Fecal Transplants May Help Treat Alzheimer's and Cancer

Fecal Transplants May Help Treat Alzheimer's and Cancer

Ishwarya Thyagarajan
Article Reviewed by The Medindia Medical Review Team on January 23, 2019 at 3:46 PM
Health In Focus
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Highlights:
  • Fecal transplants could be used to treat intestinal disorders like inflammatory bowel disease  
  • Fecal transplants could potentially treat Alzheimer's and cancer too 
  • New research calls for focused fecal transplant trials
Fecal transplant or fecal bacteriotherapy is a process that involves the restoration of bacteria in the digestive tract by infusing the feces of a healthy donor. The bacteria are known as digestive or normal flora and hundreds of different such bacteria are found in a normal digestive system. They are extremely important in preventing the growth of bad bacteria, enhancing the immune system and also aid in effective digestion by breaking down certain complex nutrients.  
Fecal Transplants May Help Treat Alzheimer's and Cancer

Destruction of these bacteria or imbalances in the growth of various bacteria may lead to recurrent gastrointestinal issues and fecal bacteriotherapy would be required to treat the condition.

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Fecal transplants have become a routine treatment for multiple intestinal disorders including recurrent diarrheal infections. However, using fecal transplants to treat other conditions has remained only in the experimental phase.

Fecal Transplants and 'Super-donors'

A research team that believes in the potential of fecal transplants has attempted to re-examine the evidence. On many occasions, they have spotted a single donor whose stool was considerably more likely to lead to clinical improvement than others in the same trial. Referred to as 'super-donors,' they will be able to provide bacteria to restore the gut chemicals that would have become nonexistent owing to illnesses like inflammatory bowel disease and diabetes.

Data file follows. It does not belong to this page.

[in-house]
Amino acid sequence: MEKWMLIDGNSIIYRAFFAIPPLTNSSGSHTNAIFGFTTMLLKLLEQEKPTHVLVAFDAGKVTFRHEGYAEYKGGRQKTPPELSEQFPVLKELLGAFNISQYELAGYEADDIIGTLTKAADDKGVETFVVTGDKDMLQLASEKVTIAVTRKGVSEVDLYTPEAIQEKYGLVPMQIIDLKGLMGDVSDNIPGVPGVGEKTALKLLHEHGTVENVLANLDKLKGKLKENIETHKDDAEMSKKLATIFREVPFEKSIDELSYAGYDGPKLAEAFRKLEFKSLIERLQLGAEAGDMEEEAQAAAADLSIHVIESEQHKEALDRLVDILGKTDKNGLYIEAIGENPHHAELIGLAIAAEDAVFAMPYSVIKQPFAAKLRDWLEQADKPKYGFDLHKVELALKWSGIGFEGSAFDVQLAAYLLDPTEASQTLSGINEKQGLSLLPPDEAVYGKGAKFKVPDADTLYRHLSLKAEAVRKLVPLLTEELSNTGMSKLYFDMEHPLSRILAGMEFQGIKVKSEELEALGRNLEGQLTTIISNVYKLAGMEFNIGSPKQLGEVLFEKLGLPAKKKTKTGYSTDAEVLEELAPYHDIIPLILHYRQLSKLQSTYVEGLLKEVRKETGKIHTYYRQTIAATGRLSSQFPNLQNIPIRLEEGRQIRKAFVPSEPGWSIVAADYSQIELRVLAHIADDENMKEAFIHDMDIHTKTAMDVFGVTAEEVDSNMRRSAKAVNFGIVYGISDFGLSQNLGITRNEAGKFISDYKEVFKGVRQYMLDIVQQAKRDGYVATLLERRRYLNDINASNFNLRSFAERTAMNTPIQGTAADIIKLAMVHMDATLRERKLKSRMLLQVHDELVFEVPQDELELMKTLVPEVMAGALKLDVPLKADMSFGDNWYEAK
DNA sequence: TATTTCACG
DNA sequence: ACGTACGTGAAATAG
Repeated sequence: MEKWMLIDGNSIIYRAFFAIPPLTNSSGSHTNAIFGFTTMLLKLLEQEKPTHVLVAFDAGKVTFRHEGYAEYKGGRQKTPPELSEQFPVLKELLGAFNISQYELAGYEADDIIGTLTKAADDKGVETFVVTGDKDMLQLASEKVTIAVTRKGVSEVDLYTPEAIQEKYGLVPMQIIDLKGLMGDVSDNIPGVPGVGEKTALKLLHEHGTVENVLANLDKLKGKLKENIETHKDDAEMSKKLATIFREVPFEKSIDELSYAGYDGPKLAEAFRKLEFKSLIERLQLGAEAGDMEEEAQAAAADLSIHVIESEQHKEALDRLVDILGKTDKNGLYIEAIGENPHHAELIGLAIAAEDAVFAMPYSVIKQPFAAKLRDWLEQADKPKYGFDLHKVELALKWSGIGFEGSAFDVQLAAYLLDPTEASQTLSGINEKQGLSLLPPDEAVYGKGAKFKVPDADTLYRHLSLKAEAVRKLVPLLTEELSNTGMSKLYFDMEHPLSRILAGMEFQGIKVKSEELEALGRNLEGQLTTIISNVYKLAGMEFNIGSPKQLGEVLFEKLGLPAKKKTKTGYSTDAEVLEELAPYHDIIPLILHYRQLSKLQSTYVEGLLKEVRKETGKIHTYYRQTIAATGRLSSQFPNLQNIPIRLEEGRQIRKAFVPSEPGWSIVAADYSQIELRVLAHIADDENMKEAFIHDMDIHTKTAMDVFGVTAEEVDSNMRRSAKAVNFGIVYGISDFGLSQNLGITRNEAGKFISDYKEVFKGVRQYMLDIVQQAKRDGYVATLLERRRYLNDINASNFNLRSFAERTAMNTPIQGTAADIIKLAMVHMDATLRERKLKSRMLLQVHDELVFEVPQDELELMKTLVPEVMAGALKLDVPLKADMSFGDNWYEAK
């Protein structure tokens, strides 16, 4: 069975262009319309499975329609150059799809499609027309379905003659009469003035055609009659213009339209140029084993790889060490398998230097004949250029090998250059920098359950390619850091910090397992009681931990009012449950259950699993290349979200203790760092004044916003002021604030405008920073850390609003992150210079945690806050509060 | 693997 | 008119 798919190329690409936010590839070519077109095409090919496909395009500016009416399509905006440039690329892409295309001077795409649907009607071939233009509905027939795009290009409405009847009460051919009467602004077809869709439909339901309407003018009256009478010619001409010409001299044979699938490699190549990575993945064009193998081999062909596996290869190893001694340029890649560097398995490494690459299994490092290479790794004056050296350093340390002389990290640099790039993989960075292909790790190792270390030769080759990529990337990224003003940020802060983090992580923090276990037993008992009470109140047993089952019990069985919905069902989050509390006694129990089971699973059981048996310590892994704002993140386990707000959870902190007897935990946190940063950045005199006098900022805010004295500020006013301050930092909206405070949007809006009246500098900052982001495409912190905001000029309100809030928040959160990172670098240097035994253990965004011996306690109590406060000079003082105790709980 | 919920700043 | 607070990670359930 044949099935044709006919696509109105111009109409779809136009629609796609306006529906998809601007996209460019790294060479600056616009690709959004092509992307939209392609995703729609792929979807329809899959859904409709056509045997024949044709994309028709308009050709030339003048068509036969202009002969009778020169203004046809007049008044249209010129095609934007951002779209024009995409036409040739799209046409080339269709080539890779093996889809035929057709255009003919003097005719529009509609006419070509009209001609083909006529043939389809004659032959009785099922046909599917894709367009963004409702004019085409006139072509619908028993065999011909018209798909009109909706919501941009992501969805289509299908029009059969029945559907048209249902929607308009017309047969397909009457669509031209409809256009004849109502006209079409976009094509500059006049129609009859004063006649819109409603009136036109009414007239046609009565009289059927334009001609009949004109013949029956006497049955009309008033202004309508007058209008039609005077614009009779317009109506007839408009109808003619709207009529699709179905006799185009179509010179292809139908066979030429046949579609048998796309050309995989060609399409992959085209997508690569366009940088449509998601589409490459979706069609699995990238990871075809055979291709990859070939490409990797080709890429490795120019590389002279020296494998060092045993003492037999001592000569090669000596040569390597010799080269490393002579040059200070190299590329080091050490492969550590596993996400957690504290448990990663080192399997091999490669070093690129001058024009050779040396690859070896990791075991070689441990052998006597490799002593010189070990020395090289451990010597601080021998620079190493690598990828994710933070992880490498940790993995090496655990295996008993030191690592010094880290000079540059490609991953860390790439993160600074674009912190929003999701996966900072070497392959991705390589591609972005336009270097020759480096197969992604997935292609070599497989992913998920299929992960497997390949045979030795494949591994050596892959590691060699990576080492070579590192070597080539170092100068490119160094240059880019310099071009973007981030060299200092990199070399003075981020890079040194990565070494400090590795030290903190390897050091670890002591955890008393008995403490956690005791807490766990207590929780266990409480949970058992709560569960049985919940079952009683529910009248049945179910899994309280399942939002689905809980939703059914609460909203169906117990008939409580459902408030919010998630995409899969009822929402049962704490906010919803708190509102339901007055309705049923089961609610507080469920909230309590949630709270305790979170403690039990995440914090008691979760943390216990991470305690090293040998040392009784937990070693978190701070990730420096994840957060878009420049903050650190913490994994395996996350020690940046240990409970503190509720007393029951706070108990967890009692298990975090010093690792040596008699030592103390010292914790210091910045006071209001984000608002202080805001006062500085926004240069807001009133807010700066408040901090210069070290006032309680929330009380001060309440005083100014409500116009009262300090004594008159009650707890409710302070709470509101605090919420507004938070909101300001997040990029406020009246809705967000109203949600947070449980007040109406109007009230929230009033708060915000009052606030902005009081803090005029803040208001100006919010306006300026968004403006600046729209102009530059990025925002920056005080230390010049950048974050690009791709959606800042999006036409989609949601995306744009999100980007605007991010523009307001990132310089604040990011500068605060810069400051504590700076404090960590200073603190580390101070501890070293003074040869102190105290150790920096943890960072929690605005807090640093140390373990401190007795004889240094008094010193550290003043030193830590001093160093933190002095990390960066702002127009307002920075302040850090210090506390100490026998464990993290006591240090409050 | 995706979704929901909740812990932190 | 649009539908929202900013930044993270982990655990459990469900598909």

Alzheimer's, multiple sclerosis, cancers, asthma, allergies and heart disease are all related to changes in the gut bacteria. Hence, delving into what makes a fecal super donor would potentially help in finding the solution to all these diseases.

Dr. Justin O'Sullivan of the University of Auckland, who is also the senior author of the research has said: "The last two decades have seen a growing list of medical conditions associated with changes in the microbiome -- bacteria, viruses and fungi, especially in the gut." He added, "In fact, we know already that changes to the gut microbiome can contribute to disease, based on studies in germ-free mice as well as clinical improvement in human patients following restoration of the gut microbiome by transplanting stool from a healthy donor."

The overall cure rate for recurrent diarrheal infection using fecal transplant exceeds 90 percent. Whereas, in the trials for others illnesses like inflammatory bowel disease exacerbations and type-2 diabetes, it has been mixed, averaging a cure rate of 20 percent.

Dr. O'Sullivan explains, "The pattern of success in these trials demonstrates the existence of 'super-donors', whose stool is particularly likely to influence the host gut and to lead to clinical improvement." On why it is important to understand super-donors, he mentioned: "We see transplants from super-donors achieve clinical remission rates of perhaps double the remaining average. Our hope is that if we can discover how this happens, then we can improve the success of fecal transplantation and even trial it for new microbiome-associated conditions like Alzheimer's multiple sclerosis and asthma."